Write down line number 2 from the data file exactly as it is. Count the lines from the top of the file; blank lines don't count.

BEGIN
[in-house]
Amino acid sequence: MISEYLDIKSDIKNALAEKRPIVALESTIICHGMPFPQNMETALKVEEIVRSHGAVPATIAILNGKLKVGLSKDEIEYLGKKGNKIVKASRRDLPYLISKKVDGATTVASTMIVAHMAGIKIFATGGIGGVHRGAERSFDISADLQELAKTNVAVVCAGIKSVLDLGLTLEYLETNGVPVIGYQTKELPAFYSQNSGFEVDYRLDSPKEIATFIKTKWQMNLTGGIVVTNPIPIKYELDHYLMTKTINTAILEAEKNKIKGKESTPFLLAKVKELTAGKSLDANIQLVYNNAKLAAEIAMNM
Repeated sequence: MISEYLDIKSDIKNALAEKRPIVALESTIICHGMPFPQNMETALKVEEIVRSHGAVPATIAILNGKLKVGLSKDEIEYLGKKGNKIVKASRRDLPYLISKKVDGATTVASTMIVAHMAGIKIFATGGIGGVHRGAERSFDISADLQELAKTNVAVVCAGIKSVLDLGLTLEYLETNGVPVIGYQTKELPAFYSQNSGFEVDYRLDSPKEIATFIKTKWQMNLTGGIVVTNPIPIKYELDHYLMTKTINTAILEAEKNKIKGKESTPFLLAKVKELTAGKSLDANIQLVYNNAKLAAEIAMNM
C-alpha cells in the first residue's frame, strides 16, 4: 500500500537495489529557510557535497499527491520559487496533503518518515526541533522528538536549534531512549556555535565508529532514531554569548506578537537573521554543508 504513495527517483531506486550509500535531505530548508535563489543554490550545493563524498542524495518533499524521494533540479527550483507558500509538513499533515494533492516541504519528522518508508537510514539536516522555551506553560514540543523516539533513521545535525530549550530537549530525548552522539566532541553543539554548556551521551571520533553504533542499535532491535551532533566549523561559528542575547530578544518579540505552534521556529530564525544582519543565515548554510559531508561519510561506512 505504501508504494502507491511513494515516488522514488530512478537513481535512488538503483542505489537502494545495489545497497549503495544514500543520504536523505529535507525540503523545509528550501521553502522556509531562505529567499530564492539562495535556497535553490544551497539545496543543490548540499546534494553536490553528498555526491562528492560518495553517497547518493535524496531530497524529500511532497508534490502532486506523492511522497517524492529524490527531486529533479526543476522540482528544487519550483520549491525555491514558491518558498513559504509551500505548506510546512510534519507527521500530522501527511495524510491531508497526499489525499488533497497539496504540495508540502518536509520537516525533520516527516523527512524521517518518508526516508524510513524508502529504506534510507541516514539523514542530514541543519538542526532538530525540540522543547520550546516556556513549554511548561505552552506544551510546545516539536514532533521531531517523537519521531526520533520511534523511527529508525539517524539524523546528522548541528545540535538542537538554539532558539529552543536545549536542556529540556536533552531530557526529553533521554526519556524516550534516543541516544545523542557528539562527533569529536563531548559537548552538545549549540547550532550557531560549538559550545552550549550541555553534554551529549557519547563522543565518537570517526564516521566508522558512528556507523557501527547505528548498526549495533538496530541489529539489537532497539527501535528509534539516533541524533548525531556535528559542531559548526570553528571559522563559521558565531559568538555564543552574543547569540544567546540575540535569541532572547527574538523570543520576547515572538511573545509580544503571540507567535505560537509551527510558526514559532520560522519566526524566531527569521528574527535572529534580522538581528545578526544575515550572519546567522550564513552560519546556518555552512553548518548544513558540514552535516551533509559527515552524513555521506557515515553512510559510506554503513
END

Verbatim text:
Amino acid sequence: MISEYLDIKSDIKNALAEKRPIVALESTIICHGMPFPQNMETALKVEEIVRSHGAVPATIAILNGKLKVGLSKDEIEYLGKKGNKIVKASRRDLPYLISKKVDGATTVASTMIVAHMAGIKIFATGGIGGVHRGAERSFDISADLQELAKTNVAVVCAGIKSVLDLGLTLEYLETNGVPVIGYQTKELPAFYSQNSGFEVDYRLDSPKEIATFIKTKWQMNLTGGIVVTNPIPIKYELDHYLMTKTINTAILEAEKNKIKGKESTPFLLAKVKELTAGKSLDANIQLVYNNAKLAAEIAMNM